Cartier’s Mystery Clocks: Artistry, Craftsmanship, and Magic
There has always been an aura of mystique around the Cartier Mystery Clocks. For one thing, the luxury brand refuses to disclose how many of these clocks have been created. Then there is the real intrigue. How do the hands, that seem to float freely in space, actually rotate?
Visitors to the Salon International de la Haute Horlogerie (SIHH) luxury-watch trade fair in Geneva were recently offered a rare viewing of these magical objects in an exhibition setting. 19 of Cartier’s extraordinary Mystery Clocks, spanning 1912 to 1967, were hand-selected by Pascale Lepeu, curator of the Cartier Collection, for a viewing.
Inspired by the work of the famous French magician and illusionist Jean Eugène Robert-Houdin, each clock—conceived by Louis Cartier and his clockmaker Maurice Coüet—was created to dazzle with both technical and artistic skill.
While a certain mystery remains, Cartier is open about their functionality. The hands are attached to two translucent disks that are driven by a clock movement hidden within the base. And because the disks are transparent, they are almost invisible. The watch’s technology was developed more than 100 years ago with the first clock the company produced, the Model A, in 1912. But it’s not just the illusion of space and the groundbreaking technology that makes these items special; these are also bejeweled art pieces that highlight of the mastery of Cartier’s craftsmanship and design skills.
The clocks boast frames of jade, lapis lazuli, mother-of-pearl, coral, crystal, and onyx, while most of the hands are gold and paved with diamonds. The faces are a variety of circles, rectangles, ovals, and octagons. At the height of their popularity, during the Art Deco period, several were designed with the “oriental” themes with materials in vogue at the time. “Cartier was a collector himself and would go shops in Paris to buy antiques with Chinese, Japanese, and Egyptian origins,” Lepeu said. One such object is an 18th-century jade elephant with a clock—framed by a tiny pagoda—sitting on its back. “You have to imagine it would have just been a jade elephant,” Lepeu explains. “Cartier would bring the piece to the workshop and ask the designers to build a clock around it.”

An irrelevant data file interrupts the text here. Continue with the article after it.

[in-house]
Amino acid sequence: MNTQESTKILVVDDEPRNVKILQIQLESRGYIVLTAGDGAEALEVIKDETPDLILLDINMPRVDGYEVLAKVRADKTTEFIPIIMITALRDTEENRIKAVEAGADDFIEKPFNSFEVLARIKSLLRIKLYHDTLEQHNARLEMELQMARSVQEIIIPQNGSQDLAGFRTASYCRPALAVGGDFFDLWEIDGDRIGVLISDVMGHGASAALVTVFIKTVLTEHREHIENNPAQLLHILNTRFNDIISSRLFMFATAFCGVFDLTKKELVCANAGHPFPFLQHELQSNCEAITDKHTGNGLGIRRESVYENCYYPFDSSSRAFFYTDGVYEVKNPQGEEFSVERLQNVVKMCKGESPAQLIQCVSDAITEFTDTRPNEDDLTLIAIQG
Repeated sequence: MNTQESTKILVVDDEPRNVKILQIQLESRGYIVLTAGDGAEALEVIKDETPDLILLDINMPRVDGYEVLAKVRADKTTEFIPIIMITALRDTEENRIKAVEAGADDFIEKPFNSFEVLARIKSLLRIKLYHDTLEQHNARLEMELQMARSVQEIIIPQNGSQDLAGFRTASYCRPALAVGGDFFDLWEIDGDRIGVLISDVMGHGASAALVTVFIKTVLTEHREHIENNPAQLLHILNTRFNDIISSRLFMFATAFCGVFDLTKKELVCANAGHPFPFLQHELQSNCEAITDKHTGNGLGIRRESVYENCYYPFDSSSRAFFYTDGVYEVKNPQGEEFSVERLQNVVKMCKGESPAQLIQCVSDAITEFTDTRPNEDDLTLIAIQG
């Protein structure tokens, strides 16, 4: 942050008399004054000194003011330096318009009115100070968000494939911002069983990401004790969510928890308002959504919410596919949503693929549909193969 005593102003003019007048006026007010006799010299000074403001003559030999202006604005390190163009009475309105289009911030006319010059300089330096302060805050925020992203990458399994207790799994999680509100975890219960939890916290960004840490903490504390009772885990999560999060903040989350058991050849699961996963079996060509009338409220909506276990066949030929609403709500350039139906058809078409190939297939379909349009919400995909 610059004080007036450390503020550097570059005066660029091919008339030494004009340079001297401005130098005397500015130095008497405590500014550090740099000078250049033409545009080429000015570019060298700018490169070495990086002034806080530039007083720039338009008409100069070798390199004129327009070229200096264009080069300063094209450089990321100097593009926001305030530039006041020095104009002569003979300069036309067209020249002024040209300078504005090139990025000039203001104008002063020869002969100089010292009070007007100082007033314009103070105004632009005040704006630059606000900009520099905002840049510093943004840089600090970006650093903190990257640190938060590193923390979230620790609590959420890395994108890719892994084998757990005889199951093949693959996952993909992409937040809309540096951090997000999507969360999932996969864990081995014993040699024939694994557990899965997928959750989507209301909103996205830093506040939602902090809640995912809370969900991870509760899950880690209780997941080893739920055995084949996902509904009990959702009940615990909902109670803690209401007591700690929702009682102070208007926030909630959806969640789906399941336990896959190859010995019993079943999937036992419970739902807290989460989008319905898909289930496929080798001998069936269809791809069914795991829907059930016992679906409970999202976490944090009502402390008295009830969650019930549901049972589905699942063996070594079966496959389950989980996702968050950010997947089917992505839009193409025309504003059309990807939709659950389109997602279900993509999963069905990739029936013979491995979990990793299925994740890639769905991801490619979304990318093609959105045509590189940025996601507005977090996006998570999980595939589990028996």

Two of the clocks are known as Screen Mystery Clocks, which depict Chinese table screens, a sign of prosperity for the cultural and educational elite prior to the Qing Dynasty. “It is the shape of the screen the literati had on their desk, and they would look at the screen for inspiration and ideas for their writing,” remarks Lepeu. Following World War II, the change in fashion is reflected in the timepieces. A 1967 clock owned by American heiress Barbara Woolworth Hutton, for example, is made primarily of lapis lazuli and yellow gold. “In the late 1940s, it was all about yellow gold,” she said.
Exceptional provenance, of course, is an ongoing theme. The oldest clock in the collection is a 1914 Model A that was purchased by Henri Count Greffulhe, the husband of Countess Élisabeth (whom Marcel Proust partly modeled his Duchess de Guermantes character on). Another was in the collection of Evelyn Walsh McLean, an American mining heiress and socialite who was famous for being the last private owner of the 45-carat Hope Diamond and the 94-carat Star of the East diamond. And then there was Queen Olga of Greece, who commissioned an “O” and a crown on the base of hers.
The Mystery Clocks are part of the Cartier Collection, which is comprised of more than 1,600 pieces of jewelry, watches, clocks, and precious objects acquired by the luxury brand at sales and auctions all over the world. Parts of the collection are lent out to museums and used for special exhibitions worldwide.